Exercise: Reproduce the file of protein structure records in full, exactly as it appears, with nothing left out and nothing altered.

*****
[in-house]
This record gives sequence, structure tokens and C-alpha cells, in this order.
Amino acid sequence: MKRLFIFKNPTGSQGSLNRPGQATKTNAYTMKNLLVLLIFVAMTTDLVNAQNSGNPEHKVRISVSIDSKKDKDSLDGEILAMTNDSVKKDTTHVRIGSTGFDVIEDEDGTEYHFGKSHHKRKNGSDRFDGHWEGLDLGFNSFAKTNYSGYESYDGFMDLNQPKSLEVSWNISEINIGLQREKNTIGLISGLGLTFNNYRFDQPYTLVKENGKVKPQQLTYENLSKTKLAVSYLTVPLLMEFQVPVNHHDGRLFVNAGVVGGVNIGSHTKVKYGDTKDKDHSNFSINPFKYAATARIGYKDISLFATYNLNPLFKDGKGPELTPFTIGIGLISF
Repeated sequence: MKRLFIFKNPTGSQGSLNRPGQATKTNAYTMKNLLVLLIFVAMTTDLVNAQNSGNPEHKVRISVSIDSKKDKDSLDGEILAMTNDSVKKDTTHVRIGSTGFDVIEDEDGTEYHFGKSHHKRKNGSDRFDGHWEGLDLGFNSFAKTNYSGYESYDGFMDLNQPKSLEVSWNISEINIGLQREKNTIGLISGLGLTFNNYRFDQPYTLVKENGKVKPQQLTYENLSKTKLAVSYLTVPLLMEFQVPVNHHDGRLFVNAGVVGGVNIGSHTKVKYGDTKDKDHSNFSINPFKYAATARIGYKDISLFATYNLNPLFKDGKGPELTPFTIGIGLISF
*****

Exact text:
[in-house]
This record gives sequence, structure tokens and C-alpha cells, in this order.
Amino acid sequence: MKRLFIFKNPTGSQGSLNRPGQATKTNAYTMKNLLVLLIFVAMTTDLVNAQNSGNPEHKVRISVSIDSKKDKDSLDGEILAMTNDSVKKDTTHVRIGSTGFDVIEDEDGTEYHFGKSHHKRKNGSDRFDGHWEGLDLGFNSFAKTNYSGYESYDGFMDLNQPKSLEVSWNISEINIGLQREKNTIGLISGLGLTFNNYRFDQPYTLVKENGKVKPQQLTYENLSKTKLAVSYLTVPLLMEFQVPVNHHDGRLFVNAGVVGGVNIGSHTKVKYGDTKDKDHSNFSINPFKYAATARIGYKDISLFATYNLNPLFKDGKGPELTPFTIGIGLISF
Repeated sequence: MKRLFIFKNPTGSQGSLNRPGQATKTNAYTMKNLLVLLIFVAMTTDLVNAQNSGNPEHKVRISVSIDSKKDKDSLDGEILAMTNDSVKKDTTHVRIGSTGFDVIEDEDGTEYHFGKSHHKRKNGSDRFDGHWEGLDLGFNSFAKTNYSGYESYDGFMDLNQPKSLEVSWNISEINIGLQREKNTIGLISGLGLTFNNYRFDQPYTLVKENGKVKPQQLTYENLSKTKLAVSYLTVPLLMEFQVPVNHHDGRLFVNAGVVGGVNIGSHTKVKYGDTKDKDHSNFSINPFKYAATARIGYKDISLFATYNLNPLFKDGKGPELTPFTIGIGLISF